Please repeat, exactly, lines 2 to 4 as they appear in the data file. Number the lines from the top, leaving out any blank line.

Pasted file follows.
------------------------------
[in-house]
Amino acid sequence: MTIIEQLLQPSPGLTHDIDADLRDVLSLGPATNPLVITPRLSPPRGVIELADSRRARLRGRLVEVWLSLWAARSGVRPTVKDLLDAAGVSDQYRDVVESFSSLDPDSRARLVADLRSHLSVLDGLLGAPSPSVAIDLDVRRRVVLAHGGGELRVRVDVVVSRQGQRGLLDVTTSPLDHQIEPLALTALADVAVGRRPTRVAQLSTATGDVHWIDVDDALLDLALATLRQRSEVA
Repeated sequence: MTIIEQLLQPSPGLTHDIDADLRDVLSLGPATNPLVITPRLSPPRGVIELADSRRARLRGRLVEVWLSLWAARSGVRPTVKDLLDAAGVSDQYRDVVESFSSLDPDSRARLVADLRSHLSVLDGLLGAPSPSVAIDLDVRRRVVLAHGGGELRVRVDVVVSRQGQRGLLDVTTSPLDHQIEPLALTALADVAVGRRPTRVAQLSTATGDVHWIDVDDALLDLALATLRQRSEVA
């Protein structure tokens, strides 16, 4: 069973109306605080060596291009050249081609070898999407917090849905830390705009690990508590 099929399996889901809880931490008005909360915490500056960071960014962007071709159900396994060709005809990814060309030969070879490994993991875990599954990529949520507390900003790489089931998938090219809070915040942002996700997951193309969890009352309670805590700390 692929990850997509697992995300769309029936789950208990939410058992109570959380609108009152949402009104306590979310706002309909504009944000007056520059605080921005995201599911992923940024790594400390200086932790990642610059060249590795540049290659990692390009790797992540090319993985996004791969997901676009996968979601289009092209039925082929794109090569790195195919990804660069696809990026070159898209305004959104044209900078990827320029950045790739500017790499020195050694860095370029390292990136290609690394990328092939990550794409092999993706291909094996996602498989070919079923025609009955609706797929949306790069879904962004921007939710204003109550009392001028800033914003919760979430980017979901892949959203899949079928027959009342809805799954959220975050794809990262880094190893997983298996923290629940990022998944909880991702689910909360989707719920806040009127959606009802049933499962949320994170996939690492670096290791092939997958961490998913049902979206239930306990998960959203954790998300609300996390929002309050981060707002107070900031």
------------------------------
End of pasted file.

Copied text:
Amino acid sequence: MTIIEQLLQPSPGLTHDIDADLRDVLSLGPATNPLVITPRLSPPRGVIELADSRRARLRGRLVEVWLSLWAARSGVRPTVKDLLDAAGVSDQYRDVVESFSSLDPDSRARLVADLRSHLSVLDGLLGAPSPSVAIDLDVRRRVVLAHGGGELRVRVDVVVSRQGQRGLLDVTTSPLDHQIEPLALTALADVAVGRRPTRVAQLSTATGDVHWIDVDDALLDLALATLRQRSEVA
Repeated sequence: MTIIEQLLQPSPGLTHDIDADLRDVLSLGPATNPLVITPRLSPPRGVIELADSRRARLRGRLVEVWLSLWAARSGVRPTVKDLLDAAGVSDQYRDVVESFSSLDPDSRARLVADLRSHLSVLDGLLGAPSPSVAIDLDVRRRVVLAHGGGELRVRVDVVVSRQGQRGLLDVTTSPLDHQIEPLALTALADVAVGRRPTRVAQLSTATGDVHWIDVDDALLDLALATLRQRSEVA
């Protein structure tokens, strides 16, 4: 069973109306605080060596291009050249081609070898999407917090849905830390705009690990508590 099929399996889901809880931490008005909360915490500056960071960014962007071709159900396994060709005809990814060309030969070879490994993991875990599954990529949520507390900003790489089931998938090219809070915040942002996700997951193309969890009352309670805590700390 692929990850997509697992995300769309029936789950208990939410058992109570959380609108009152949402009104306590979310706002309909504009944000007056520059605080921005995201599911992923940024790594400390200086932790990642610059060249590795540049290659990692390009790797992540090319993985996004791969997901676009996968979601289009092209039925082929794109090569790195195919990804660069696809990026070159898209305004959104044209900078990827320029950045790739500017790499020195050694860095370029390292990136290609690394990328092939990550794409092999993706291909094996996602498989070919079923025609009955609706797929949306790069879904962004921007939710204003109550009392001028800033914003919760979430980017979901892949959203899949079928027959009342809805799954959220975050794809990262880094190893997983298996923290629940990022998944909880991702689910909360989707719920806040009127959606009802049933499962949320994170996939690492670096290791092939997958961490998913049902979206239930306990998960959203954790998300609300996390929002309050981060707002107070900031």